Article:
As formal notice is not necessary if a party has actual notice of the proceeding, we must address whether Union Pacific had actual notice. See Hunter, 188 F.2d 294, 300 (7th Cir. 1951) ("It would require at least, we think, knowledge in the aggrieved employee's part of the pendency of the proceedings or knowledge of such facts as would be sufficient to put him on notice of their pendency." (citing Elgin, J. & E. Ry. Co. v. Burley, 327 U.S. 661, 667, 66 S. Ct. 721, 724 (1946)). UTU asserts that Union Pacific, "as one of owning carriers of [Belt Railway] was well aware that there was an issue on the property regarding the MOU." (Def. Mem. in Support of Mot. for Summ. J. (Dkt. No. 23) at 5 (citing Answer (Dkt. No. 16) at ¶¶ 3--4 (acknowledging Union Pacific is one of the owning carriers of Belt Railway); Countercl. (Dkt. No. 16) at ¶ 5 (stating Belt Railway is owned by six carriers including Union Pacific); Answer to Countercl. (Dkt. No. 17) at ¶ 5 (admitting same).) However, Union Pacific points out that UTU did not provide any evidence to support the assertion that Union Pacific was aware of the dispute. (Pls.' Resp. to Def.'s Mot. for Summ. J. (Dkt. No. 30) at 2.) Union Pacific also explains that the alleged notice of "an issue" regarding the MOU is not equivalent to notice of the arbitration proceeding sufficient to satisfy the Board's obligation. (Pls.' Resp. to Def.'s Mot. for Summ. J. (Dkt. No. 30) at 9.) We agree that the mere acknowledgment of partial ownership is not a basis on which one can impute knowledge of the arbitration proceeding, and we find that there is no question of fact presented as to whether Union Pacific had actual knowledge sufficient to comply with the Railway Labor Act.

Turning now to whether Union Pacific waived its right to object to the lack of notice, we reiterate that our previous Order did not hold that Belt Railway waived Union Pacific's rights. As UTU correctly points out, that issue was not before us then, and we will not address it on this motion to amend. Therefore, we must address only whether Union Pacific waived its right to complain that it was not provided notice of the arbitration. As explained above, this issue was raised on summary judgment. At that stage, Plaintiffs explained, "[i]t was not until the Board issued its Award adding Union Pacific as a party to the Agreement that either carrier could have reasonably anticipated a need to claim a right for Union Pacific to participate." (Pls.' Resp. to Def.'s Mot. for Summ. J. (Dkt. No. 30) at 9.) Our previous Order found this argument unpersuasive as to Belt Railway. (See Order (Dkt. No. 40) at 12--13.) We now hold, however, that this argument is persuasive as to Union Pacific. While a party must generally present an issue to the arbitrator before bringing it to the district court in an enforcement proceeding, a party that is unaware of and not present at an arbitration proceeding cannot be required to raise the issue at that time. See Bhd. of Ry., Airline, and S. S. Clerks, 676 F.2d at 136 ("Naturally [the ordinary responsibility to preserve the error by bringing it to the Board's attention] does not apply to un-notified parties who are not present at the hearing."). As Union Pacific did not have an opportunity to object during the arbitration proceeding, it never waived its right to notice.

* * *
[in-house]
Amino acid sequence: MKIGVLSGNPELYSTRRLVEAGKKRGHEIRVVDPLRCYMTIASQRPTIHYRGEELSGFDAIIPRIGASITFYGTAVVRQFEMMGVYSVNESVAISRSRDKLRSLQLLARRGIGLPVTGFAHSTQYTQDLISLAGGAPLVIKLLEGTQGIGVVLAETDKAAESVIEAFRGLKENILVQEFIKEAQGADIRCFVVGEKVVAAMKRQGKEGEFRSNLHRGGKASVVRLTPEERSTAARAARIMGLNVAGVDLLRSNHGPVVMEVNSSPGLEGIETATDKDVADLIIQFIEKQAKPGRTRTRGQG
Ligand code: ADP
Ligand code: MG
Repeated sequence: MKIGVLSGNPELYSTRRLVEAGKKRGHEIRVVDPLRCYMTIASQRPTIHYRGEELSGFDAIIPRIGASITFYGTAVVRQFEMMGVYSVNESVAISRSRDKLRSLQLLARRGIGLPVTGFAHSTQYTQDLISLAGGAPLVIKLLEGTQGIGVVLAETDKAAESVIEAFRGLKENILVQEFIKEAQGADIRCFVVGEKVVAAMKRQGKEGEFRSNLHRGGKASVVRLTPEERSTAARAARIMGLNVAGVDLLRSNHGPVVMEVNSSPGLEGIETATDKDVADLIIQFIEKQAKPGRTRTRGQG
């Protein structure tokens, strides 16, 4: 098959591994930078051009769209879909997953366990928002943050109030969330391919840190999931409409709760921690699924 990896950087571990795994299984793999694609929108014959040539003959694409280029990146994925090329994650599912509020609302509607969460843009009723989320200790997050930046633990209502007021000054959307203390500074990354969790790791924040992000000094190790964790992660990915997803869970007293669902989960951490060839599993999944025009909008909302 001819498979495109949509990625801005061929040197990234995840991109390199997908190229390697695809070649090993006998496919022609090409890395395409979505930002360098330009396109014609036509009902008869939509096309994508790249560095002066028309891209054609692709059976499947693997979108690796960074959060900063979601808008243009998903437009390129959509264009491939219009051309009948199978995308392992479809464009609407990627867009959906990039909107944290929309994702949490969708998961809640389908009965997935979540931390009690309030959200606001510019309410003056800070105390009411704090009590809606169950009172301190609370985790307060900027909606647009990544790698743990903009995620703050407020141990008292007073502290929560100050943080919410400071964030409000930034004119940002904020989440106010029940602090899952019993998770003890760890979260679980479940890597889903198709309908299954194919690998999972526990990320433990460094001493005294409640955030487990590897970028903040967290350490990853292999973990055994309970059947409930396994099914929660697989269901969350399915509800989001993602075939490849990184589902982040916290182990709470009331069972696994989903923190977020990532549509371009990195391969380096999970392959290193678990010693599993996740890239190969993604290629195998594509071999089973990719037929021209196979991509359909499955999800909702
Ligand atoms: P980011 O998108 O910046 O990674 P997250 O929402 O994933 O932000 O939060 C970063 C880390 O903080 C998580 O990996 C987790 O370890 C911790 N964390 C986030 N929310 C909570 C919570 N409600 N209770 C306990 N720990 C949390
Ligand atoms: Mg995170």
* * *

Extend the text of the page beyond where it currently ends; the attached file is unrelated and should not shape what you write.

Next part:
Finally, "[i]t is well established that an award made by the Board in the absence of due notice to the involved parties is void and that its enforcement may be enjoined for that reason." Allain, 212 F.2d at 35 (citing cases); see also Wilson v. Chicago and Nw. Transp. Co., 728 F.2d 963, 967 (7th Cir. 1984) ("This attempt to rewrite the agreement is a clear violation of the Railway Labor Act, and is a proper basis for the district court to set aside the awards."). Therefore, based on the Board's failure to provide required notice to Union Pacific, the Award should be set aside and the case remanded.

CONCLUSION

For the reasons set forth above, we amend our previous Order. We grant the motion for summary judgment filed by Plaintiffs and deny the motion for summary judgment filed by UTU. It is so ordered.

Honorable Marvin E. Aspen U.S. District Court Judge

20120618

© 1992-2012 VersusLaw Inc.